Global bond funds saw the biggest outflows in two decades in the first three quarters of this year as hefty interest rate increases by central banks to tame inflation sparked fears of a recession.
According to Refinitiv Lipper, global bond funds faced a cumulative outflow of $175.5 billion in the first nine months of this year, the first net sales in that period since 2002.
Global bond funds declined by 10.2% on average in their net asset values, their worst slump since at least 1990, the data showed.
Governments and companies have borrowed heavily in the past few years, taking advantage of ultra-low interest rates, and they now stare at bigger interest liabilities due to a rise in yields.
“The combination of high debt levels and a rise in interest rates has reduced investors’ confidence in the government’s ability to pay back debt, which has resulted in the massive outflows we are seeing,” said Jacob Sansbury, CEO at Pluto Investing.
He added that outflows from bond funds might continue into 2023, as a reduction in interest rates and reduced debt loads are unlikely.
Emerging market bonds faced an outflow of about $80 billion in the first three quarters of this year, while U.S. high yield bonds and inflation-linked bonds witnessed net sales of $65.81 billion and $16.44 billion, respectively.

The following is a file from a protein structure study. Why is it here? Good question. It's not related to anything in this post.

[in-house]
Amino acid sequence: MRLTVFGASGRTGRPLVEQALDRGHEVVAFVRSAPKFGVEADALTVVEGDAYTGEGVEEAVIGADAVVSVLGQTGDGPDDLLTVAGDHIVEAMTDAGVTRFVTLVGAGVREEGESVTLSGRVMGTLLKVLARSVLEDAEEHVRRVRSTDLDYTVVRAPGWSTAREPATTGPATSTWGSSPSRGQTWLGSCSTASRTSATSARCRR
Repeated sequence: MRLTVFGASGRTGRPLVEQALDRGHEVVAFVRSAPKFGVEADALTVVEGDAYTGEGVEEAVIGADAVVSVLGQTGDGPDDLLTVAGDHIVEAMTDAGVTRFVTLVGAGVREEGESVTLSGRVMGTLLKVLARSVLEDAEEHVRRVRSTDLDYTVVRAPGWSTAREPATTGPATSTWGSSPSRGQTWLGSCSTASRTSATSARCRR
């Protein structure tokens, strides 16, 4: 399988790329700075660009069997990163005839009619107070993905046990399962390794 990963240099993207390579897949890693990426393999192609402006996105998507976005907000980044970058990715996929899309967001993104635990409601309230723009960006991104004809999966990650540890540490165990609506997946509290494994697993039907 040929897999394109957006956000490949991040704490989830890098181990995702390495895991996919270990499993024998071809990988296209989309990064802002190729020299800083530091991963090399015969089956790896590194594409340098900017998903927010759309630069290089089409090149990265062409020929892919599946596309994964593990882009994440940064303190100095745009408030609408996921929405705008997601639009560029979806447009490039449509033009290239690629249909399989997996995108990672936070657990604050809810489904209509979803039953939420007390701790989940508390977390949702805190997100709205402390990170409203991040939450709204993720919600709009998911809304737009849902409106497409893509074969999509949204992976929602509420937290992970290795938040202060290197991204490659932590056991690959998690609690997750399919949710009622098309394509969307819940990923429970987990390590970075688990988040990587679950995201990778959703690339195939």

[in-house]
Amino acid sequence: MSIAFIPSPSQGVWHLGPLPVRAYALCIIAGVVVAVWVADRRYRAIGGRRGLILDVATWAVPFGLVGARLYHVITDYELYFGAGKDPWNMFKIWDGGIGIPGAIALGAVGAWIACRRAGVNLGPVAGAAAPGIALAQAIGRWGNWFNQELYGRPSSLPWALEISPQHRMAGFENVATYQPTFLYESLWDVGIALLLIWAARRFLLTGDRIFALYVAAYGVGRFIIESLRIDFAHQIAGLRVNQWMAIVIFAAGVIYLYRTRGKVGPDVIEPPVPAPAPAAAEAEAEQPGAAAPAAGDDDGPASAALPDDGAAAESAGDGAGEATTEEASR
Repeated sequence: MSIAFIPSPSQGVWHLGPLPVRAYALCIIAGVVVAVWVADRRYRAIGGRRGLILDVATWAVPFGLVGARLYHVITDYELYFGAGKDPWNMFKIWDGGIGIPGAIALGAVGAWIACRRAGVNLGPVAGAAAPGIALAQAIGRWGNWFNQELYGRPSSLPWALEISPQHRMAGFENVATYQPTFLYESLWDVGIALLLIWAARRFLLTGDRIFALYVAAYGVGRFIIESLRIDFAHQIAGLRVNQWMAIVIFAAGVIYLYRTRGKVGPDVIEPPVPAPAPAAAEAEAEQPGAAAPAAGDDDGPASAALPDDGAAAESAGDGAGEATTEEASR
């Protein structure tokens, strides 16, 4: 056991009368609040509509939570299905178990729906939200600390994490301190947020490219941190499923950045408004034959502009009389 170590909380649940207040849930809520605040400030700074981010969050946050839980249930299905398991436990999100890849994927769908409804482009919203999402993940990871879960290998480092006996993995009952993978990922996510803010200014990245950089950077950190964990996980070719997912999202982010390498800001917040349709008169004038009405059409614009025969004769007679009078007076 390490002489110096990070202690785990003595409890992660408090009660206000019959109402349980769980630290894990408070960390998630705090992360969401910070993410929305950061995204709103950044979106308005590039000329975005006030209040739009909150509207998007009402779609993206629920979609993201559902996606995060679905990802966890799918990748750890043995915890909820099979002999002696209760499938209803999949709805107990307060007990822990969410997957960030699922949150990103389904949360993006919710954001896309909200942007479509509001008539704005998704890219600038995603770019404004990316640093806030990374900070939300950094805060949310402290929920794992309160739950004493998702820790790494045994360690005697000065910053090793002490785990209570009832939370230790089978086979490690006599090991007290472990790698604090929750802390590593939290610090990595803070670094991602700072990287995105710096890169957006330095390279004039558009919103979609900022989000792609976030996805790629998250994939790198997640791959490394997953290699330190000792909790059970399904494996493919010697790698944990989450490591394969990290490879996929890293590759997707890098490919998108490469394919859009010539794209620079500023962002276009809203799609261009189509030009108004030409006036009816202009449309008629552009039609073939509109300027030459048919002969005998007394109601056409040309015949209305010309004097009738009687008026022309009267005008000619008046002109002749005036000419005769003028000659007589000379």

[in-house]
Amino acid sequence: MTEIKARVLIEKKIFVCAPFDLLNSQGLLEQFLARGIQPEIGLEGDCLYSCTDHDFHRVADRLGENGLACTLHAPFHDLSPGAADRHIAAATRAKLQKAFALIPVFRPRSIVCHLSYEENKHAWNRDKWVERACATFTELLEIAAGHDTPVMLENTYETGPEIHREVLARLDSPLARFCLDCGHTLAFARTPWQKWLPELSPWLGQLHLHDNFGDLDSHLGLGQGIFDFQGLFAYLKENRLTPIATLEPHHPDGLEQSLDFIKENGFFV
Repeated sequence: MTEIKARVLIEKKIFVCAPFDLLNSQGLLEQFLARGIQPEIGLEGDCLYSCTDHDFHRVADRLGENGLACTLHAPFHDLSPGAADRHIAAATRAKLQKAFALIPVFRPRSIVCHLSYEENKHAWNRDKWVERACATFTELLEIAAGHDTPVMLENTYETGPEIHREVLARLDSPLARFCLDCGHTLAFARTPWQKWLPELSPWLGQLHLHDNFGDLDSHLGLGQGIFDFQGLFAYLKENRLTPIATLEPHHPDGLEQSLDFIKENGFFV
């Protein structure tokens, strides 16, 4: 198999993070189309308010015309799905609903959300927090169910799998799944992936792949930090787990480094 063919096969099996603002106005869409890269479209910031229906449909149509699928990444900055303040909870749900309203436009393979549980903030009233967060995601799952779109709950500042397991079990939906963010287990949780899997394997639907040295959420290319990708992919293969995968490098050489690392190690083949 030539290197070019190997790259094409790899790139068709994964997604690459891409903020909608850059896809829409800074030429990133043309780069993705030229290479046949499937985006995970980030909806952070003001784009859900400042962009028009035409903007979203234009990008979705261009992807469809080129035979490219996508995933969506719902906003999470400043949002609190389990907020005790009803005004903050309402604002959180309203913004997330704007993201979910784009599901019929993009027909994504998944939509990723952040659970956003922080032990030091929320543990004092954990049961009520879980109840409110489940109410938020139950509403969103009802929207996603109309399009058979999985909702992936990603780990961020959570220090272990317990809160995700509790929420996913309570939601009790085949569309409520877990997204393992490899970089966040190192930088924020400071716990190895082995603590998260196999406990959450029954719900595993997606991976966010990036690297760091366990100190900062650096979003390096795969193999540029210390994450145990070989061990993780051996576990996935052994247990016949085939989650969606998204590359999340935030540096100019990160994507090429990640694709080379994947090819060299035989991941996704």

The iShares UK Gilts All Stocks Index (UK) D Acc recorded outflows of $6.67 billion in the last quarter, while the ILF GBP Liquidity Plus Class 2 and Vanguard U.K. Short Term Investment Grade Bond Index GBP Acc fund saw withdrawals of $2.16 billion and $993 million respectively.
BONDS ATTRACTIVE NOW
However, some funds managers said bonds looked attractive after the slump this year.
The ICE BoFA U.S. Treasury Index has fallen 13.5% so far this year, while the Bloomberg Global Aggregate Bond Index has shed about 20%.
“The yield cushion now protects the investor against negative total returns significantly more than it did at the beginning of the year,” said Jake Remley, portfolio manager at Income Research + Management.
“This almost certainly makes the prospects for bonds better between now and year-end, even if interest rates continue to rise as briskly as they have over the past 9 months.”
The yields on 2-year and 10-year U.S. Treasury bonds stood around 4.12% and 3.68% respectively on Wednesday, compared with 0.7% and 1.5% at the start of the year.
Similarly, the yield on the ICE BofA U.S. High Yield index , the commonly used benchmark for the junk bond market, stood at 9%, compared with 4.3% at the start of the year.
“Some bonds have become the proverbial ‘babies thrown out with the bathwater’ and offer compelling value at these levels,” said Ryan O’Malley, portfolio manager at Sage Advisory Services.
“However, it’s important to note that there will likely be further credit stress in many corners of the bond market and risk management is paramount in these uncertain times.”